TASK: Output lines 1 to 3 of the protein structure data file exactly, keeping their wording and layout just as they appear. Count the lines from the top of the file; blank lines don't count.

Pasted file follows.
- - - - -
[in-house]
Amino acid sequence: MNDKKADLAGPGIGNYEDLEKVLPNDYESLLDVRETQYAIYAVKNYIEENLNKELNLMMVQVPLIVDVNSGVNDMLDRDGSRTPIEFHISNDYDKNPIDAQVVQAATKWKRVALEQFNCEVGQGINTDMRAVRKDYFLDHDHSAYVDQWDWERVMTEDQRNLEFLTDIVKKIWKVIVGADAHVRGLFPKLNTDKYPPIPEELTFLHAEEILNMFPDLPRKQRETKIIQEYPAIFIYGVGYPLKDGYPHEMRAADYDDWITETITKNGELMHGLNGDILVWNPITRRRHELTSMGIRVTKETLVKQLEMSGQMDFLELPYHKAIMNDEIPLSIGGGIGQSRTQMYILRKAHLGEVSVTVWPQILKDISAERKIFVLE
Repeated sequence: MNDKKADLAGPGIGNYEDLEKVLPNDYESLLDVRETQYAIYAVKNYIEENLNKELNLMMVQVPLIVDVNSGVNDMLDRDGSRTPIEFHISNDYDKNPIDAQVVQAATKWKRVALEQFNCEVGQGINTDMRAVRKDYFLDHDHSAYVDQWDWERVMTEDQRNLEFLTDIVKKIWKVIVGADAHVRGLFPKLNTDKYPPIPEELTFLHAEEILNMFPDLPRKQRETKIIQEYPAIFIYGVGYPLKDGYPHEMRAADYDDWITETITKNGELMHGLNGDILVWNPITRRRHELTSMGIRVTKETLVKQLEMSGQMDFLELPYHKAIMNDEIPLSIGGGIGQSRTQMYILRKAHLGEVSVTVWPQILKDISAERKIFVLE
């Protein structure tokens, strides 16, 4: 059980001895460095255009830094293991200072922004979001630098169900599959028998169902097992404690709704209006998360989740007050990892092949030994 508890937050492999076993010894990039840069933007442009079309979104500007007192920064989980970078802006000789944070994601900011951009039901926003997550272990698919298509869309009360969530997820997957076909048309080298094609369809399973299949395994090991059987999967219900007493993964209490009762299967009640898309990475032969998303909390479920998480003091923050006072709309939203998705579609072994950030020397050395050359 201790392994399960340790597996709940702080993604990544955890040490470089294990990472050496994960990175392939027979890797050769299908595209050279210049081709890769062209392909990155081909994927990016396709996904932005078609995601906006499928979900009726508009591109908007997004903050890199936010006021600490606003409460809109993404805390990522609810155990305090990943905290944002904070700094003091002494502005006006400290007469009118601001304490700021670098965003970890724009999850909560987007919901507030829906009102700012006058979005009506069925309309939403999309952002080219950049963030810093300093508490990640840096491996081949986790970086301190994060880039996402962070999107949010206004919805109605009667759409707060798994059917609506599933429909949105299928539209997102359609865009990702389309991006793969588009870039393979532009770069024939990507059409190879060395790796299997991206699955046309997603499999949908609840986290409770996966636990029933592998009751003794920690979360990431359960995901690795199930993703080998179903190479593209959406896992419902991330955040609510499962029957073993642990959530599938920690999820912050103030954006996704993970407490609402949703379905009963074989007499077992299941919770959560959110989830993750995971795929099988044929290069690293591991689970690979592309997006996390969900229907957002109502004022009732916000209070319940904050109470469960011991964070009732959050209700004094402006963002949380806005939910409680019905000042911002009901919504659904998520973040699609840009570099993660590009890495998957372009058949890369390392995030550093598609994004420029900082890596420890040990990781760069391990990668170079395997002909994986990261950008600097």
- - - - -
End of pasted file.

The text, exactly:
[in-house]
Amino acid sequence: MNDKKADLAGPGIGNYEDLEKVLPNDYESLLDVRETQYAIYAVKNYIEENLNKELNLMMVQVPLIVDVNSGVNDMLDRDGSRTPIEFHISNDYDKNPIDAQVVQAATKWKRVALEQFNCEVGQGINTDMRAVRKDYFLDHDHSAYVDQWDWERVMTEDQRNLEFLTDIVKKIWKVIVGADAHVRGLFPKLNTDKYPPIPEELTFLHAEEILNMFPDLPRKQRETKIIQEYPAIFIYGVGYPLKDGYPHEMRAADYDDWITETITKNGELMHGLNGDILVWNPITRRRHELTSMGIRVTKETLVKQLEMSGQMDFLELPYHKAIMNDEIPLSIGGGIGQSRTQMYILRKAHLGEVSVTVWPQILKDISAERKIFVLE
Repeated sequence: MNDKKADLAGPGIGNYEDLEKVLPNDYESLLDVRETQYAIYAVKNYIEENLNKELNLMMVQVPLIVDVNSGVNDMLDRDGSRTPIEFHISNDYDKNPIDAQVVQAATKWKRVALEQFNCEVGQGINTDMRAVRKDYFLDHDHSAYVDQWDWERVMTEDQRNLEFLTDIVKKIWKVIVGADAHVRGLFPKLNTDKYPPIPEELTFLHAEEILNMFPDLPRKQRETKIIQEYPAIFIYGVGYPLKDGYPHEMRAADYDDWITETITKNGELMHGLNGDILVWNPITRRRHELTSMGIRVTKETLVKQLEMSGQMDFLELPYHKAIMNDEIPLSIGGGIGQSRTQMYILRKAHLGEVSVTVWPQILKDISAERKIFVLE